Angular Pigface

Carpobrotus glaucescens

Carpobrotus glaucescens is also known as Pigface or Angular Pigface and familiar to every beach visitor in South East Queensland. It is a member of the family Aizoaceae. There are about 30 species in the genus, the majority being native to South Africa. There are six species native to Australia which are mostly coastal in distribution with the exception of C. modestus – an inland species.

A hardy native ground-cover found growing naturally in coastal areas on sand dunes along the NSW and Queensland coast, north to Rockhampton, Pigface also grows down into the east coast areas of Victoria. Pigface is an important part of the ecosystem on the ocean side of sand dunes as it acts as a stabilizer and helps to bind the sand, which allows more effective sand stabilizers such as spinifex grass to take a hold. As a “pioneer” species it is important in paving the way for more complex communities. It also attracts bees and other insects.

Pigface is able to withstand salt spray, strong winds and sand blasts. If covered with sand the plant can survive, grow upwards and produce a new plant mat over the old one.  It is generally a summer-spring growing plant. The plant has long trailing stems that can reach up to 2 metres and can be grown either from seed or cuttings.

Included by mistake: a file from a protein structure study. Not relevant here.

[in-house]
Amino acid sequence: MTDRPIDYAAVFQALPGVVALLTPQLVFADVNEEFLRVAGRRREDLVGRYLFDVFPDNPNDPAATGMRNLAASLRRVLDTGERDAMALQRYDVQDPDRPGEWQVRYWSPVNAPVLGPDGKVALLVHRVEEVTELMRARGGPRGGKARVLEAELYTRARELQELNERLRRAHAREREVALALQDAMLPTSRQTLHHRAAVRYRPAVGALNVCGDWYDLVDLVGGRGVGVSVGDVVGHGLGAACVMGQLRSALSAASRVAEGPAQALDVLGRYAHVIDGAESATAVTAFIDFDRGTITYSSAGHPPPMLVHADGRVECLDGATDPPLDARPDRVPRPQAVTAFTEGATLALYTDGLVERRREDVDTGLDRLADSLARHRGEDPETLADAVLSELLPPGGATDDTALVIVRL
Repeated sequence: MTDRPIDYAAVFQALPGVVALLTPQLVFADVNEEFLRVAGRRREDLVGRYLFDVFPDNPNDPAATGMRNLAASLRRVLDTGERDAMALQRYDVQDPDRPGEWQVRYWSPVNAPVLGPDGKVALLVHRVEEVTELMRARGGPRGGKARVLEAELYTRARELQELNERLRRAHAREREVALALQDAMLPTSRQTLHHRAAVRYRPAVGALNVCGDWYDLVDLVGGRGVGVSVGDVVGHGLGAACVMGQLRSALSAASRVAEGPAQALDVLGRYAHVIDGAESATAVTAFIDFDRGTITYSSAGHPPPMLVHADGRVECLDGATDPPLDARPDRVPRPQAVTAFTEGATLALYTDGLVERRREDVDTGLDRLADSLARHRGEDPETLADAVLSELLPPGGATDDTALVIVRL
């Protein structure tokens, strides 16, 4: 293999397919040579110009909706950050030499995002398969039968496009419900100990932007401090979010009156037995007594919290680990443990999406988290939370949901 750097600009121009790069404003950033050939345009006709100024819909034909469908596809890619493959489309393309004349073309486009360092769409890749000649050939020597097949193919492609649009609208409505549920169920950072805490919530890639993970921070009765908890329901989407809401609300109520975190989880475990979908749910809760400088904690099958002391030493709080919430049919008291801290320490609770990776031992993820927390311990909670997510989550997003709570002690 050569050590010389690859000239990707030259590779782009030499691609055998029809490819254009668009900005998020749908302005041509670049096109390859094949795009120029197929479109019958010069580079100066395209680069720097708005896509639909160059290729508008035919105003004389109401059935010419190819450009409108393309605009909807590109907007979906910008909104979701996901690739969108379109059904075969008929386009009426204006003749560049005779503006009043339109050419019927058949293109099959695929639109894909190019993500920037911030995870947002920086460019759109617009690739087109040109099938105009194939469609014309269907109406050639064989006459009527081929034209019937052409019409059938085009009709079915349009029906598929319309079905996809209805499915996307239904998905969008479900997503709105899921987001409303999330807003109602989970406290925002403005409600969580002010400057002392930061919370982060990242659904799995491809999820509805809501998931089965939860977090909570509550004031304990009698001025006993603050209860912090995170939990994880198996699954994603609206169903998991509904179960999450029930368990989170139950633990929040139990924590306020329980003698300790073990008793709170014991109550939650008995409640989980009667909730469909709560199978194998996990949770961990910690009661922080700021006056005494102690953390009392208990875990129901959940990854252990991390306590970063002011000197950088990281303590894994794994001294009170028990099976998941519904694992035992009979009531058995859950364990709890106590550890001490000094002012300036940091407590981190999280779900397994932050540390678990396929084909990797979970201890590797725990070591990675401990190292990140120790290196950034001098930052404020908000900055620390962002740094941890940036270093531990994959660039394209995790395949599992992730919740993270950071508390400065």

Pigface produces large, striking, deep pink-purple daisy-like flowers from October to January, but also can flower sporadically throughout the year. The plant produces a red-purple berry fruit, which was used by Aboriginal people as a food and water source. The flesh of the fruit is likened to salty apples or described as `somewhere between a kiwifruit and a strawberry and maybe a fig, with a good whack of salt’. The roasted leaves have been used as a salt substitute and can be pickled or made into jam. Early European explorers used the plant as an anti-scurvy treatment. The juice of the leaves can also be used to relieve pain from insect bites.

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